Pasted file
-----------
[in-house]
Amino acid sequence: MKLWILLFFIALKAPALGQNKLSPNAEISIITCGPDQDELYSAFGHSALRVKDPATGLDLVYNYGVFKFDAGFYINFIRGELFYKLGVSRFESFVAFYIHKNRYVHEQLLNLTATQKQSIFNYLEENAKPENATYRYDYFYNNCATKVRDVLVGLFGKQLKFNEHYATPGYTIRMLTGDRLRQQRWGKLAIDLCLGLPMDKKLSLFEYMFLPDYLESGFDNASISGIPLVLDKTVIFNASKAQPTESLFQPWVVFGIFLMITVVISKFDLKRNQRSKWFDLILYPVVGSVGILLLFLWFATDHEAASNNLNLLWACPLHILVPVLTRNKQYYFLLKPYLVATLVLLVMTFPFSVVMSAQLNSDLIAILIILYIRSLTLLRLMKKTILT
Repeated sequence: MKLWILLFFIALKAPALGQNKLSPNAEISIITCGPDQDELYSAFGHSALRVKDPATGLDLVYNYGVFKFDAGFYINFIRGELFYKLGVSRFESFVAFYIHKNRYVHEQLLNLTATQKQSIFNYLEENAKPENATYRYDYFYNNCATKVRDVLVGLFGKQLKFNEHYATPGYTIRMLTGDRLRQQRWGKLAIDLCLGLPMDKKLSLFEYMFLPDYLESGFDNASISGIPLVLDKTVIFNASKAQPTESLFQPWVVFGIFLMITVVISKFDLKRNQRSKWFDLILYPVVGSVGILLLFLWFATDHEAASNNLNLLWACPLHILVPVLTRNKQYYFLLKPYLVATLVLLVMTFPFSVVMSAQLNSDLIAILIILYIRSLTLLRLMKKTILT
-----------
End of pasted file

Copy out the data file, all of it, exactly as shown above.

[in-house]
Amino acid sequence: MKLWILLFFIALKAPALGQNKLSPNAEISIITCGPDQDELYSAFGHSALRVKDPATGLDLVYNYGVFKFDAGFYINFIRGELFYKLGVSRFESFVAFYIHKNRYVHEQLLNLTATQKQSIFNYLEENAKPENATYRYDYFYNNCATKVRDVLVGLFGKQLKFNEHYATPGYTIRMLTGDRLRQQRWGKLAIDLCLGLPMDKKLSLFEYMFLPDYLESGFDNASISGIPLVLDKTVIFNASKAQPTESLFQPWVVFGIFLMITVVISKFDLKRNQRSKWFDLILYPVVGSVGILLLFLWFATDHEAASNNLNLLWACPLHILVPVLTRNKQYYFLLKPYLVATLVLLVMTFPFSVVMSAQLNSDLIAILIILYIRSLTLLRLMKKTILT
Repeated sequence: MKLWILLFFIALKAPALGQNKLSPNAEISIITCGPDQDELYSAFGHSALRVKDPATGLDLVYNYGVFKFDAGFYINFIRGELFYKLGVSRFESFVAFYIHKNRYVHEQLLNLTATQKQSIFNYLEENAKPENATYRYDYFYNNCATKVRDVLVGLFGKQLKFNEHYATPGYTIRMLTGDRLRQQRWGKLAIDLCLGLPMDKKLSLFEYMFLPDYLESGFDNASISGIPLVLDKTVIFNASKAQPTESLFQPWVVFGIFLMITVVISKFDLKRNQRSKWFDLILYPVVGSVGILLLFLWFATDHEAASNNLNLLWACPLHILVPVLTRNKQYYFLLKPYLVATLVLLVMTFPFSVVMSAQLNSDLIAILIILYIRSLTLLRLMKKTILT